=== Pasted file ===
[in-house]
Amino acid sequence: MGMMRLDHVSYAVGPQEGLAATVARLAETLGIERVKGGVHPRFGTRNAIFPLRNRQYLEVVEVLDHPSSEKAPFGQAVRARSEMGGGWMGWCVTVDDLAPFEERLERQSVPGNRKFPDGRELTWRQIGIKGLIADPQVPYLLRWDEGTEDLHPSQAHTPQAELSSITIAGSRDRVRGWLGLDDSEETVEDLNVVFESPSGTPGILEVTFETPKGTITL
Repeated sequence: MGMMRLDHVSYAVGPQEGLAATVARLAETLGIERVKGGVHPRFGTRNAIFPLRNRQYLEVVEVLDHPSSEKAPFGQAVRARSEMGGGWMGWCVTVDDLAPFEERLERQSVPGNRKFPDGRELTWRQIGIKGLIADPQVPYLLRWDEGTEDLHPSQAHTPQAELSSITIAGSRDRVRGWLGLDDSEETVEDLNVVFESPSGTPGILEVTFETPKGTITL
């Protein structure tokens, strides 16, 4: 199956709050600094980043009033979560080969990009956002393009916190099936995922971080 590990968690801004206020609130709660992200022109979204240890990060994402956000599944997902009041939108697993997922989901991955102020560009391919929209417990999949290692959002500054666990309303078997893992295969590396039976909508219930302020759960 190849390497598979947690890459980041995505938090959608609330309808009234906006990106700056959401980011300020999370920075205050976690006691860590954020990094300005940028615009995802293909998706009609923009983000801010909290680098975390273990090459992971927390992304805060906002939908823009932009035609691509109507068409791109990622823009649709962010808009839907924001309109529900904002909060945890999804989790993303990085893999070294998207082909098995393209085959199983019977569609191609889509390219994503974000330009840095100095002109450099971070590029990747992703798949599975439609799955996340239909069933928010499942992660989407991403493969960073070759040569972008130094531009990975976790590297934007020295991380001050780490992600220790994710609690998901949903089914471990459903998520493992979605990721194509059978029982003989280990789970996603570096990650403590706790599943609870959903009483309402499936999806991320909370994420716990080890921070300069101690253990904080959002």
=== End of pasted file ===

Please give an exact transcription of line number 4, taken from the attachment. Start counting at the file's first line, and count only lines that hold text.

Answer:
């Protein structure tokens, strides 16, 4: 199956709050600094980043009033979560080969990009956002393009916190099936995922971080 590990968690801004206020609130709660992200022109979204240890990060994402956000599944997902009041939108697993997922989901991955102020560009391919929209417990999949290692959002500054666990309303078997893992295969590396039976909508219930302020759960 190849390497598979947690890459980041995505938090959608609330309808009234906006990106700056959401980011300020999370920075205050976690006691860590954020990094300005940028615009995802293909998706009609923009983000801010909290680098975390273990090459992971927390992304805060906002939908823009932009035609691509109507068409791109990622823009649709962010808009839907924001309109529900904002909060945890999804989790993303990085893999070294998207082909098995393209085959199983019977569609191609889509390219994503974000330009840095100095002109450099971070590029990747992703798949599975439609799955996340239909069933928010499942992660989407991403493969960073070759040569972008130094531009990975976790590297934007020295991380001050780490992600220790994710609690998901949903089914471990459903998520493992979605990721194509059978029982003989280990789970996603570096990650403590706790599943609870959903009483309402499936999806991320909370994420716990080890921070300069101690253990904080959002």